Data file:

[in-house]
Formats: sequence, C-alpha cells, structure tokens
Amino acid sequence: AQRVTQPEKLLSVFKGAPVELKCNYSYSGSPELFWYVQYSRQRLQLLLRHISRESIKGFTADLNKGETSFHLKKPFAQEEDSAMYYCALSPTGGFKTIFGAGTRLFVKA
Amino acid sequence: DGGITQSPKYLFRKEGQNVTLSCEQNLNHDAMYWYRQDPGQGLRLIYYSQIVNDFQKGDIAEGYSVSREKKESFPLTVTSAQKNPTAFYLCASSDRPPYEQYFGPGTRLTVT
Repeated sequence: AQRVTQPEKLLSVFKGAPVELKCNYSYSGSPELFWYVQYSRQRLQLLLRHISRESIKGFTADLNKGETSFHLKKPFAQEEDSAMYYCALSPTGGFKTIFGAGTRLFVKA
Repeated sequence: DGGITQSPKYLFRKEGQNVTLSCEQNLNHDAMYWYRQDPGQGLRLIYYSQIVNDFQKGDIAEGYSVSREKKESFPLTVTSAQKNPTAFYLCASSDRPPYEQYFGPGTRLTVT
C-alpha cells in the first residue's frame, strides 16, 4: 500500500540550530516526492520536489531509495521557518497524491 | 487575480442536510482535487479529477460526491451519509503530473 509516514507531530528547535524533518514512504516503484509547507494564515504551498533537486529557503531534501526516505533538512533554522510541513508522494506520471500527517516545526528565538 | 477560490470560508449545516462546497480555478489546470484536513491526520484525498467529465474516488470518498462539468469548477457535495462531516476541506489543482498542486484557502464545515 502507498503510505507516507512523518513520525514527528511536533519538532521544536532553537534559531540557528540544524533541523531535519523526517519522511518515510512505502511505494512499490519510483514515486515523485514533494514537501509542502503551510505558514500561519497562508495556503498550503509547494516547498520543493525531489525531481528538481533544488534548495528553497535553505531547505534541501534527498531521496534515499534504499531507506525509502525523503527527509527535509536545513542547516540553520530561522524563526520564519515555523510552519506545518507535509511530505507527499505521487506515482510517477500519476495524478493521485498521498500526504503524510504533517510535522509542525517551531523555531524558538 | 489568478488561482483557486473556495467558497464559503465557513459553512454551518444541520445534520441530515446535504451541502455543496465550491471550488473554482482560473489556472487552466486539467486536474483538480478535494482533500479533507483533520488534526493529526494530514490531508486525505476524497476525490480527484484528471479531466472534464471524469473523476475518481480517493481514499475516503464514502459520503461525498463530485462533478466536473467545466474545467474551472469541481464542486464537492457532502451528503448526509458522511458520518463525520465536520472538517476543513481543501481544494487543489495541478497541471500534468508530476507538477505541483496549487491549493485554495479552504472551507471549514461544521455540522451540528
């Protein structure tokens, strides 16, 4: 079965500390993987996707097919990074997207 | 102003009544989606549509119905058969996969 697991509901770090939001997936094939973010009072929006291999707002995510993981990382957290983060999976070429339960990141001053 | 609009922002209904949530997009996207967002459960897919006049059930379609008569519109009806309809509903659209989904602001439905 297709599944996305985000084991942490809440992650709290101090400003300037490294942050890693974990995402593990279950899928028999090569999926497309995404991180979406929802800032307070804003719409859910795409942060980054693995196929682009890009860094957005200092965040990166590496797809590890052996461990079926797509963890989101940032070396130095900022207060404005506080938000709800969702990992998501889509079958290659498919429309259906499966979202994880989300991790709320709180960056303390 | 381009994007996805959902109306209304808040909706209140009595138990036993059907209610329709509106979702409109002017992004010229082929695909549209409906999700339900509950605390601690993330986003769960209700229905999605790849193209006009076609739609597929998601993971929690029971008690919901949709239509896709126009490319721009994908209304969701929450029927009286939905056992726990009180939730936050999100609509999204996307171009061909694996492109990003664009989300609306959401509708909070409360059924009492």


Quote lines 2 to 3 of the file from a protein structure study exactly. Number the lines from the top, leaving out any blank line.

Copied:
Formats: sequence, C-alpha cells, structure tokens
Amino acid sequence: AQRVTQPEKLLSVFKGAPVELKCNYSYSGSPELFWYVQYSRQRLQLLLRHISRESIKGFTADLNKGETSFHLKKPFAQEEDSAMYYCALSPTGGFKTIFGAGTRLFVKA